Annals of Clinical Microbiology and Antimicrobials (Feb 2003)
Central venous catheter related infections: Risk factors and the effect of glycopeptide antibiotics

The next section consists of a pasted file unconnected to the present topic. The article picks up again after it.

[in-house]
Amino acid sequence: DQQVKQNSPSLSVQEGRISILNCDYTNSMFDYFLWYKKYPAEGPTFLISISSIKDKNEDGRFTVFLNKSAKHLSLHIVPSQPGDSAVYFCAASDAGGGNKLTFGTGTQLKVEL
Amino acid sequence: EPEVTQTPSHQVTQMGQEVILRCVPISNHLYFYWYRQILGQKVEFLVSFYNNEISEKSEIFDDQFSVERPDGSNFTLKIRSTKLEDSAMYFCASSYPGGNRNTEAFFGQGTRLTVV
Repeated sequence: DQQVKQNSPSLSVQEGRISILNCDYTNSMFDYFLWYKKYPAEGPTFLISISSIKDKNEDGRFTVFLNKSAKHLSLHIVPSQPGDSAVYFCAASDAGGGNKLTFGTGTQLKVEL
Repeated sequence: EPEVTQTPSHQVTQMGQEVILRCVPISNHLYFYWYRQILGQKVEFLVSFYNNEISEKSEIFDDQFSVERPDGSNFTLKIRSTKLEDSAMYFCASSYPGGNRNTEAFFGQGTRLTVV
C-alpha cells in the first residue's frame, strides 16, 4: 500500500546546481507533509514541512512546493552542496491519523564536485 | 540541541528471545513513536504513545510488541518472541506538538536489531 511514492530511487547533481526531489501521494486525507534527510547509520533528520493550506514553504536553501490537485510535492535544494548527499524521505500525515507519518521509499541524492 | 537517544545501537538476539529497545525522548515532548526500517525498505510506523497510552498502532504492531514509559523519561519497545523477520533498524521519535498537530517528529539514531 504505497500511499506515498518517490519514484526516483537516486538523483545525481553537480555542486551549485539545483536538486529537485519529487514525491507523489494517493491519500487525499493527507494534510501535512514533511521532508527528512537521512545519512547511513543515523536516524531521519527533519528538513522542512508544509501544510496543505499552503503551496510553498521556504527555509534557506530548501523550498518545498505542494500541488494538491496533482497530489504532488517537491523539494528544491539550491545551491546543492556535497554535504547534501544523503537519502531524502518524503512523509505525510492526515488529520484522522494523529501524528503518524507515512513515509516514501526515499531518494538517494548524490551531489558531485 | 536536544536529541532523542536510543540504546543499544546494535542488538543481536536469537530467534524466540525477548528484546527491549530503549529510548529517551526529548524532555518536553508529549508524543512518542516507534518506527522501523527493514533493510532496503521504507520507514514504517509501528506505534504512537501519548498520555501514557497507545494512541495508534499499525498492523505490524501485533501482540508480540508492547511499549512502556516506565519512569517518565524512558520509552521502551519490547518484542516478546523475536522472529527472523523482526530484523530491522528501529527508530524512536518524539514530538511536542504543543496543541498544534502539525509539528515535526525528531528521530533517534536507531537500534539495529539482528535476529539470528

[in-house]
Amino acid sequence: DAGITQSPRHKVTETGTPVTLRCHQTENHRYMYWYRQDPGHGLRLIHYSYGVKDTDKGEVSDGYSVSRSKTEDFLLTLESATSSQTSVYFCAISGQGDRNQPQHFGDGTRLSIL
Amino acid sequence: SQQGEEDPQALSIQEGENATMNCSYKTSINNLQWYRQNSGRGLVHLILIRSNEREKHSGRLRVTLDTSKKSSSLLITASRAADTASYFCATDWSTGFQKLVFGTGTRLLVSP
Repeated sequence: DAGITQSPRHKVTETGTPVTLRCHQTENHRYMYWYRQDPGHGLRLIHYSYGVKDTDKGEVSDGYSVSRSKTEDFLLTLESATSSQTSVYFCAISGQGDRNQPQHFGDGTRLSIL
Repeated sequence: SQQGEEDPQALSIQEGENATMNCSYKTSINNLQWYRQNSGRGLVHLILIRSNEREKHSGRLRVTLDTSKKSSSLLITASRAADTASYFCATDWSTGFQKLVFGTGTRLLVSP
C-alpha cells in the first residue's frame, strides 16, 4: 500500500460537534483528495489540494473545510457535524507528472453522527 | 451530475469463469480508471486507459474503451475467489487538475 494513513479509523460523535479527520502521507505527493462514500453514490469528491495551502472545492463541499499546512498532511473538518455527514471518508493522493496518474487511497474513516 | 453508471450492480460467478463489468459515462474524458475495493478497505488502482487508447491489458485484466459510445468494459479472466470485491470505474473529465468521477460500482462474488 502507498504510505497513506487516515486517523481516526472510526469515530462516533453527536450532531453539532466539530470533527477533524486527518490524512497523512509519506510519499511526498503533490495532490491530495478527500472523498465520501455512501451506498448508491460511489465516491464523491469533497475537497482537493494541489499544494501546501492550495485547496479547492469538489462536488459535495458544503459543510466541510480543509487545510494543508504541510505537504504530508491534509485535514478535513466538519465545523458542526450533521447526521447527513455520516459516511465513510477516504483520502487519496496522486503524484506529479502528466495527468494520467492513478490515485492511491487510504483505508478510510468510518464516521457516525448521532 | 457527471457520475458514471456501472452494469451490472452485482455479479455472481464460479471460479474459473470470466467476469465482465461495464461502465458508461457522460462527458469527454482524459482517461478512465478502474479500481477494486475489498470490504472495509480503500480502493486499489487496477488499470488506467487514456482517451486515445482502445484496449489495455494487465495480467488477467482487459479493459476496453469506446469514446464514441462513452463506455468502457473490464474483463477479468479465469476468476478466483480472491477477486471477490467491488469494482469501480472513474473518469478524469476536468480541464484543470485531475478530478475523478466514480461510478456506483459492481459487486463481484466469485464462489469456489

Abstract Backround We undertook a prospective study of all new central venous catheters inserted into patients in the intensive care units, in order to identify the risk factors and to determine the effect of glycopeptide antibiotics on catheter – related infections. Methods During the study period 300 patients with central venous catheters were prospectively studied. The catheters used were nontunneled, noncuffed, triple lumen and made of polyurethane material. Catheters were cultured by semiquantitative method and blood cultures done when indicated. Data were obtained on patient age, gender, unit, primary diagnosis on admission, catheter insertion site, duration of catheterization, whether it was the first or a subsequent catheter and glycopeptide antibiotic usage. Results Ninety-one (30.3%) of the catheters were colonized and infection was found with 50 (16.7%) catheters. Infection was diagnosed with higher rate in catheters inserted via jugular vein in comparison with subclavian vein (95% CI: 1.32–4.81, p = 0.005). The incidence of infection was higher in catheters which were kept in place for more than seven days (95% CI 1.05–3.87, p = 0.03). The incidence of infection was lower in patients who were using glycopeptide antibiotic during catheterization (95% CI: 1.49–5.51, p = 0.005). The rate of infection with Gram positive cocci was significantly lower in glycopeptide antibiotic using patients (p = 0.01). The most commonly isolated organism was Staphylococcus aureus (n = 52, 37.1%). Conclusion Duration of catheterization and catheter insertion site were independent risk factors for catheter related infection. Use of glycopeptide antibiotic during catheterization seems to have protective effect against catheter related infection.